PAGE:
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pump up
25th May 2008, 05:21
I'm sure this has been covered before, but after trawling through pages of posts I haven't found anything. So could someone please advise me of a good formula for Point of No Return with regard to jet operations?

Angels 60
25th May 2008, 05:34
Departure to destination Fuel needed in lbs/gallons =
Assuming no wind, Half way point minus a safety margin= Turn around point where you now have enough fuel to get home.

As life isn't this simple...calculating your winds along the route, so that you know which point that you can return to say fight headwinds that used to be tailwinds back to original distination.

Other factors are your limits on how bad the destination's weather or situation is before you would turn around. Also you might consider your ability to turn back to your destination, conditions there..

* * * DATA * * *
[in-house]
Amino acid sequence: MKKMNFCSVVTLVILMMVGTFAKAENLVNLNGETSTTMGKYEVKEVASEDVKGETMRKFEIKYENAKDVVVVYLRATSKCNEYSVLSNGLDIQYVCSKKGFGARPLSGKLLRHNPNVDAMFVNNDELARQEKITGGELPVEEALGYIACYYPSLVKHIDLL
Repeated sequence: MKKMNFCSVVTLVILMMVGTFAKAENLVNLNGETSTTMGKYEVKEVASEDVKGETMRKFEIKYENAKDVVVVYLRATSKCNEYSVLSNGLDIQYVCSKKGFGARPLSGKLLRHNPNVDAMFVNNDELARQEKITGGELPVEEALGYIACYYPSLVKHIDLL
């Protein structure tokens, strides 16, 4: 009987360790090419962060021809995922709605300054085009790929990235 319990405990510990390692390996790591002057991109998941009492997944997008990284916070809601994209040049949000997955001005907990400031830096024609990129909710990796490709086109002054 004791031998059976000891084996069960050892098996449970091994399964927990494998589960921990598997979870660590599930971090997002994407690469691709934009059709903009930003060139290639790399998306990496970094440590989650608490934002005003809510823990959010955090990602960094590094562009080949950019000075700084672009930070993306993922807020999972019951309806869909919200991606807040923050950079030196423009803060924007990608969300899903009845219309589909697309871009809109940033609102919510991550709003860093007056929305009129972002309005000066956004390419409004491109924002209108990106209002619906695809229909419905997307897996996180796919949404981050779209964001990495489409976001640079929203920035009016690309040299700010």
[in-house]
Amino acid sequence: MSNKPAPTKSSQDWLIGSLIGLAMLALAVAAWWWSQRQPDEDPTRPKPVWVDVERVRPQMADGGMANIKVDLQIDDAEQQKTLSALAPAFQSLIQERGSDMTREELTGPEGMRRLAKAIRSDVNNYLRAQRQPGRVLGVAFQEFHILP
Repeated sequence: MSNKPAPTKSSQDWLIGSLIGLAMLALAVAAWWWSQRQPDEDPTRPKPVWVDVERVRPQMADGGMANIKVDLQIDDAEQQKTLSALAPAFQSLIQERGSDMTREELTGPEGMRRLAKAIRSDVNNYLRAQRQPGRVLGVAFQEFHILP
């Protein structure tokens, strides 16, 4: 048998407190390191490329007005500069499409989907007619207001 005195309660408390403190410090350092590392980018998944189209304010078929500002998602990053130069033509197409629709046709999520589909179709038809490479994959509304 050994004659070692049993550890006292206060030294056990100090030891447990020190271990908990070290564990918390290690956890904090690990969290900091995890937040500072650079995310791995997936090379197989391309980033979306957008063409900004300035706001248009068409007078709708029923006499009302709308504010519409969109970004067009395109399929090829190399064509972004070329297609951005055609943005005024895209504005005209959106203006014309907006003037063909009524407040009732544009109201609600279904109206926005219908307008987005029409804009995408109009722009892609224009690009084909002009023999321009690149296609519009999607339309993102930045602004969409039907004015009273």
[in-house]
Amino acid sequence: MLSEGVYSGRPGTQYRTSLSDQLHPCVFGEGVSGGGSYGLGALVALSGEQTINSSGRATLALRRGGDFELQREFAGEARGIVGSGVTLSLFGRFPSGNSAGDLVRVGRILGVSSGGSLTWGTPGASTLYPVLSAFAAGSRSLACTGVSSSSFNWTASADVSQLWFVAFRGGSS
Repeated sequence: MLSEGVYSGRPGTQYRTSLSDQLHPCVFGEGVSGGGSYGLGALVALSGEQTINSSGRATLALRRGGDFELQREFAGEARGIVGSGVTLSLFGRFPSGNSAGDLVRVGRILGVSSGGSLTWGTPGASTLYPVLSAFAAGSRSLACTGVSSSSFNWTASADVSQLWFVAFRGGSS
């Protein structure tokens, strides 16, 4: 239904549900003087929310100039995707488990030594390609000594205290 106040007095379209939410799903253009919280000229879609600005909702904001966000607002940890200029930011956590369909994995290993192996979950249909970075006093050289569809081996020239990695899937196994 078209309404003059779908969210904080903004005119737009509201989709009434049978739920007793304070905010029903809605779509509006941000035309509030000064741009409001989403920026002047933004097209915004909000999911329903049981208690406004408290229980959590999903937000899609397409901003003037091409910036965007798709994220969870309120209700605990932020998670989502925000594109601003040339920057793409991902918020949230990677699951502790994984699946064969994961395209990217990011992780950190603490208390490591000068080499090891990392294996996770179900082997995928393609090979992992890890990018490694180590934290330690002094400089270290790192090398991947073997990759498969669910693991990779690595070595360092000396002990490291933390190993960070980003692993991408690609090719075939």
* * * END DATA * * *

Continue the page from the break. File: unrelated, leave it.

Point of No return for planes is a term used for when you commited to your destination at a certain point where returning you won't have enough fuel.

Some ops don't have a point of no return but rather 'Island Fuel' for those ops in the S. Pacific for instance. That might be flying to this island, then having say another 2 hours of fuel when you get there for weather, or someone put a plane wheels up on the one runway.

There are alot of factors here...Interesting stories of Ferry pilots in C152s going to Hawaii and turning around after like 8 hours and flying back to the states...winds had changed.

I am by no means an expert in this area..I would look at how the military conducts polar ops down in Antartica...and overwater Ferry pilots in small planes..

Hope this helps..

BOAC
25th May 2008, 07:48
All you need - from Google (http://www.airsafaris.com.au/general_info/pnrcp.htm)